Unfortunately at the very bottom it says that some of this are estimates.. here is the link where I got the info: http://www-3.ibm.com/chips/techlib/techlib.nsf/tec hdocs/A1387A29AC1C2AE087256C5200611780

noo (2, Funny)

Anonymous Coward | more than 11 years ago | (#5401079)

what? apples cant just become fast. how am i suppoesd to keep bashing apple lovers if their cpus beet mine?

Re:noo (2, Informative)

aSiTiC (519647) | more than 11 years ago | (#5401199)

Learn a little about superscalar architecture. PowerPC architecture is far superiour to Pentium *.

Pentium is basically a CISC processor that takes CISC x86 instructions and converts them to RISC operations. PowerPC is RISC through and through.

The Pentium 4 requires 20+ pipelined cycles! PowerPC 6** only has 4 pipelined cycles. Hmm... I wonder why the Pentium 4 is clocked so high?!?!

Re:noo (-1, Flamebait)

Anonymous Coward | more than 11 years ago | (#5401201)

You can keep on bashing their 1 button mice, and expensive hardware.

You can bash quicktime, which is a POS compared to other formats.

You can make fun of the dock.

You can make fun of how cheesy OSX looks.

You can bash the superdrives, which only burn on certain dvd+ram formats.

You can make fun of mac users for buying expensive software when there are plenty of free replacements.

You can bash Inet explorer and MS Office on Mac.

The list goes on and on...

Obligatory Questions (-1, Offtopic)

Anonymous Coward | more than 11 years ago | (#5401081)

  1. Does it run linux?
  2. How many fps on doom 3
  3. How many keys/s on rc5-72
  4. Can i overclock it?
  5. How hot is it?

Re:Obligatory Questions (5, Informative)

addaon (41825) | more than 11 years ago | (#5401176)

Does it run linux?

Yes. Or at least, PowerPC linux works great, and linux is 64-bit clean. I don't know of anyone running linux on a current 64-bit powerpc, but I'm sure it's been done.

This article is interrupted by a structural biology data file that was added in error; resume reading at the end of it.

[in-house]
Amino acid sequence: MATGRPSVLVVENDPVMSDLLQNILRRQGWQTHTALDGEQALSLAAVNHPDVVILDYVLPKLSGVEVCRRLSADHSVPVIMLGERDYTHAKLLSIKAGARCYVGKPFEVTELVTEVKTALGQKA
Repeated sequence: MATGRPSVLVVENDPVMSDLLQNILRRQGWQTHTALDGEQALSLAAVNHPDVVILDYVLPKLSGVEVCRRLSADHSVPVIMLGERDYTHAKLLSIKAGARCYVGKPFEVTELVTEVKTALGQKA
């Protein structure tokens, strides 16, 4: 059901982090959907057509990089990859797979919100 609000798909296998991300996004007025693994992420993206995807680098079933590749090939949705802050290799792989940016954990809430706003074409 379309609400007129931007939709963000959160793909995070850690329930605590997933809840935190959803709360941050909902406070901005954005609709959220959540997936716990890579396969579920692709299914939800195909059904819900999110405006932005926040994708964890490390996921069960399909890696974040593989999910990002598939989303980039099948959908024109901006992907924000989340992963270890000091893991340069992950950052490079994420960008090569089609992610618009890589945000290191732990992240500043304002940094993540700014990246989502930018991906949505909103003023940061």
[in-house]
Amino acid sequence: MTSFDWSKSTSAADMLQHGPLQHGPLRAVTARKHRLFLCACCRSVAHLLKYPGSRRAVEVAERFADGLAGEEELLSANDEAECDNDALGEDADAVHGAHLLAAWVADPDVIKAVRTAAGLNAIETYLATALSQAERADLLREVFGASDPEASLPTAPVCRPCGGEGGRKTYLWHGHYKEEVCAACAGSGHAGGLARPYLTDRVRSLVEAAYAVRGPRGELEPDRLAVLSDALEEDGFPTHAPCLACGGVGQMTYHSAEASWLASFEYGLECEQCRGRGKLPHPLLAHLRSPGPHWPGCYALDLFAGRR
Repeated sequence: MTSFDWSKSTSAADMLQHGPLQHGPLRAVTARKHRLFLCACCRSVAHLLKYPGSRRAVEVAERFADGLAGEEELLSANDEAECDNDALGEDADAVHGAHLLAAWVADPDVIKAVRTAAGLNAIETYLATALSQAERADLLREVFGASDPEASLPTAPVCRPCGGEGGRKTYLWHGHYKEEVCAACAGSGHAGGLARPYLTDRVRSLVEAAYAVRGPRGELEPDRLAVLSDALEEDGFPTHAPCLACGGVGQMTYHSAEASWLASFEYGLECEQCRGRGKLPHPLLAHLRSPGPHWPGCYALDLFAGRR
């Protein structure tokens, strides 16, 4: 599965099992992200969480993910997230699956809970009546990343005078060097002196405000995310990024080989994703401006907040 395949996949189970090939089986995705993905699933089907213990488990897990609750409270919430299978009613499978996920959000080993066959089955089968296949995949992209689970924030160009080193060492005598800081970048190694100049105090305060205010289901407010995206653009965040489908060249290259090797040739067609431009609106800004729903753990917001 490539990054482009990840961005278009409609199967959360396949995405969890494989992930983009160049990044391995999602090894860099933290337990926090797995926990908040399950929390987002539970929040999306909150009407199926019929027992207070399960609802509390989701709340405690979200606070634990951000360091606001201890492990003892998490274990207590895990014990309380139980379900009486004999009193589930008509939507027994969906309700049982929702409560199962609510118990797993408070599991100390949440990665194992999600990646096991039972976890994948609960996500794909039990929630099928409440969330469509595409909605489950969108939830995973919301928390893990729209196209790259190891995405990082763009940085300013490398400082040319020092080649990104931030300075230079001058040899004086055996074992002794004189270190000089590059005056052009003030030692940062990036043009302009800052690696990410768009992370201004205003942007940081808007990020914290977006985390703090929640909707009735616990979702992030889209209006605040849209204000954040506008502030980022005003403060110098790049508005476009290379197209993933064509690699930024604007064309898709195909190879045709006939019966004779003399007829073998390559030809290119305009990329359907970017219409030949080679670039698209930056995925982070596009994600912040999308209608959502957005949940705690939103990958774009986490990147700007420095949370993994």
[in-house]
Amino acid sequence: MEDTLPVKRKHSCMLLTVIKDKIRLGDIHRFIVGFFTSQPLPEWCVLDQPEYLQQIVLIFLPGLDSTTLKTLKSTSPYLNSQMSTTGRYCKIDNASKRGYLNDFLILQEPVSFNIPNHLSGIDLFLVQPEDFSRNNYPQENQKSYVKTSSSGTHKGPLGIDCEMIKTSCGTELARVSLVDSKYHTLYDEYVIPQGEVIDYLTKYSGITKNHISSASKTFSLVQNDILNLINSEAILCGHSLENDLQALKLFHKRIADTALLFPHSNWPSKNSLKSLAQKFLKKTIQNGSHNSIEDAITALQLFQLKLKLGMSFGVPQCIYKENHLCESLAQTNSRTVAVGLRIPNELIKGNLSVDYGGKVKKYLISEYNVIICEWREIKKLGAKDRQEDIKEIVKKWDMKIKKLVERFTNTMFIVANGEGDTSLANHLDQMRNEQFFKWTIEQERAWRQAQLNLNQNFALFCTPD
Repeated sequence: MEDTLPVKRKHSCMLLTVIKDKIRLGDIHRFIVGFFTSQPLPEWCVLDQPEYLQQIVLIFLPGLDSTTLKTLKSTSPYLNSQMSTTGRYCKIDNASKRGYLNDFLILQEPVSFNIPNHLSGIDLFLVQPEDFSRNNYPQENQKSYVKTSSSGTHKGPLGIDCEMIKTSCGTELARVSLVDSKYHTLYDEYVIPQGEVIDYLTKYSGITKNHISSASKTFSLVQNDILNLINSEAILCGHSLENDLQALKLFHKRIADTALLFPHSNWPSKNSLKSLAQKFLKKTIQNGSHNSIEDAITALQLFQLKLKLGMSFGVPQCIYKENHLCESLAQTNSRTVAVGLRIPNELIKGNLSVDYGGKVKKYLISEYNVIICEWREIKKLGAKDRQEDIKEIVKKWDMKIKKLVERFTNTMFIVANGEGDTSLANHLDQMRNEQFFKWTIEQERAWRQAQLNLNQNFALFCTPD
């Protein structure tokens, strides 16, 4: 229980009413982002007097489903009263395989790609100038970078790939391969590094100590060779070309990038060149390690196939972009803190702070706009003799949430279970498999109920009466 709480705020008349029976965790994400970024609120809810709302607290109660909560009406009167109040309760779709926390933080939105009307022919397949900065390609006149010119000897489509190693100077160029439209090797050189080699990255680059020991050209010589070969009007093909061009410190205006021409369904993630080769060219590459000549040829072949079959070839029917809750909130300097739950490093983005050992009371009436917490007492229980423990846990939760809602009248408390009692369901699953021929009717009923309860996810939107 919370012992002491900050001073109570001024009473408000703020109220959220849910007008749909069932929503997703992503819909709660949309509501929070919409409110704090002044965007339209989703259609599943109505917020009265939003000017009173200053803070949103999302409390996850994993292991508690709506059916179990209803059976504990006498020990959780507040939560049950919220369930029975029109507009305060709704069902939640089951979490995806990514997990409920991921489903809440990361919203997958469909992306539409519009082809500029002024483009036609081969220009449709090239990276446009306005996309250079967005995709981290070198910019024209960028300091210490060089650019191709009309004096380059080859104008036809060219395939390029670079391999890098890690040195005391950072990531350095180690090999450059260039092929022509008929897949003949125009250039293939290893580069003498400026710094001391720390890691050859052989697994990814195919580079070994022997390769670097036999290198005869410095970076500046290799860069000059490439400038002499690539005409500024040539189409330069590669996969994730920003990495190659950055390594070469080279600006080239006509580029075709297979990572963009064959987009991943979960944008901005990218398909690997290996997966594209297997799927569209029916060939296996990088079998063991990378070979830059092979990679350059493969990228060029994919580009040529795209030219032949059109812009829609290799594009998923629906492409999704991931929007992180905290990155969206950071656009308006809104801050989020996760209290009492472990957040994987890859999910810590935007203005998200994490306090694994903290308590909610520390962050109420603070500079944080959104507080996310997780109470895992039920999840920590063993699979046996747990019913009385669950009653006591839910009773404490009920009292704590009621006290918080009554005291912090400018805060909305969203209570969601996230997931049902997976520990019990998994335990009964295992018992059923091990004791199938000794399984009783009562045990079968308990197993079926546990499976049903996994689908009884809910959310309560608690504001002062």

How many fps on doom 3

More a function of graphics card than processor these days, no? With any luck PCI-X will be available with these systems. Bandwidth never hurts.

How many keys/s on rc5-72

A surprising number, although presumedly only a linear increase (with clockspeed) over current PowerPC's. Altivec has a number of instructions which are very useful for rc5 (and very useless elsewhere), and the bitwidth of Altivec is, of course, unchanged.

Can i overclock it?

Probably. IBM has been doing so remarkably good clocking design on their consumer chips lately. The 750FX, for instance, used in current iBooks, is software overclockable, takes about 10-30 cycles to change clock speeds, and mine (600MHz on the die) runs at 900MHz stable, although I tend to avoid that for battery life reasons. (Note that os x 10.2 blocks software overclocking by resetting the clockspeed every 1000th of a second or so. Os x 10.1 allows it, and 10.2 can be forced to rather trivially.)

How hot is it?

Not very. Don't have numbers off hand, but I believe the 1.8GHz numbers were at least comparable with current 1.3Ghz G4 numbers... 30-40 watts or so.

Re:Obligatory Questions (1)

cyman777 (631050) | more than 11 years ago | (#5401298)

How is this software overclocking done?

Can you post some links please!

Re:Obligatory Questions (1)

Creepy (93888) | more than 11 years ago | (#5401327)

How hot is it?

Actually, that varies from where and when you stole it. If you wait a couple of months... oh, nevermind.

So Sad... (5, Funny)

pardasaniman (585320) | more than 11 years ago | (#5401083)

That is pretty pathetic considering my cordless phone goes faster!! --Mickey Mouse Microsoft Geek

?!?!?!1 (4, Interesting)

Spazntwich (208070) | more than 11 years ago | (#5401088)

I wonder how they managed to up the clock so dramatically? Is it just SOI and other techniques, or did they lengthen the pipeline significantly.

If it's just a pipeline lengthening scheme, well, meh, but if they kept the same execution pipeline and are now at 2.5ghz operating range, they're going to kick some ass.